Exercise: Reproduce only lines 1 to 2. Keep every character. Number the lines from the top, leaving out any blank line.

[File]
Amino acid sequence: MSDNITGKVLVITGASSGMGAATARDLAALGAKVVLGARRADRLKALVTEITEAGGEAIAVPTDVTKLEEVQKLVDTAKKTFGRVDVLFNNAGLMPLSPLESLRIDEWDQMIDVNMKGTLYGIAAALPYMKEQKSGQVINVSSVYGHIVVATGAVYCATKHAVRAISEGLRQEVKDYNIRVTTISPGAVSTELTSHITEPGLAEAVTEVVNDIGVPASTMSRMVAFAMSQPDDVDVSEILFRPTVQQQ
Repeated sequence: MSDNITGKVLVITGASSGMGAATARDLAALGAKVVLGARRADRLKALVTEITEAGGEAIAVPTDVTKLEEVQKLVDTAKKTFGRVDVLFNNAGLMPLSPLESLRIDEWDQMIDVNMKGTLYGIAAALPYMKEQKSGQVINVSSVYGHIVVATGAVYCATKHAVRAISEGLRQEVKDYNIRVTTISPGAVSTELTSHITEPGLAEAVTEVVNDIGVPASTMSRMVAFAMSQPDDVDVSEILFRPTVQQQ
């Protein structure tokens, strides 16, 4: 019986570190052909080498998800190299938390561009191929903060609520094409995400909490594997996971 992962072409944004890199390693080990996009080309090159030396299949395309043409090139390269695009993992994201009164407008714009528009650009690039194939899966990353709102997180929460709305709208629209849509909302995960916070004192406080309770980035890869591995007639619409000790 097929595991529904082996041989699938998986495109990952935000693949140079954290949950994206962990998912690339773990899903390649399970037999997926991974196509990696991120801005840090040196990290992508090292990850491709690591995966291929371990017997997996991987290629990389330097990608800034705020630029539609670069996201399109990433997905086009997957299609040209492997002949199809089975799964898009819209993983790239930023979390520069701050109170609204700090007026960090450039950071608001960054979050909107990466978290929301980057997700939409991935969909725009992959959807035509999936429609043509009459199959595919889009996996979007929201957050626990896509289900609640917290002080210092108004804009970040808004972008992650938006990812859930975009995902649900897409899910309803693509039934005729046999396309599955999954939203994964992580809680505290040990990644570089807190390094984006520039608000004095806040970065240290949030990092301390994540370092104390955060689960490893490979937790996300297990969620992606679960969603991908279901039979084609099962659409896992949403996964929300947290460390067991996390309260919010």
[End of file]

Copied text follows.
Amino acid sequence: MSDNITGKVLVITGASSGMGAATARDLAALGAKVVLGARRADRLKALVTEITEAGGEAIAVPTDVTKLEEVQKLVDTAKKTFGRVDVLFNNAGLMPLSPLESLRIDEWDQMIDVNMKGTLYGIAAALPYMKEQKSGQVINVSSVYGHIVVATGAVYCATKHAVRAISEGLRQEVKDYNIRVTTISPGAVSTELTSHITEPGLAEAVTEVVNDIGVPASTMSRMVAFAMSQPDDVDVSEILFRPTVQQQ
Repeated sequence: MSDNITGKVLVITGASSGMGAATARDLAALGAKVVLGARRADRLKALVTEITEAGGEAIAVPTDVTKLEEVQKLVDTAKKTFGRVDVLFNNAGLMPLSPLESLRIDEWDQMIDVNMKGTLYGIAAALPYMKEQKSGQVINVSSVYGHIVVATGAVYCATKHAVRAISEGLRQEVKDYNIRVTTISPGAVSTELTSHITEPGLAEAVTEVVNDIGVPASTMSRMVAFAMSQPDDVDVSEILFRPTVQQQ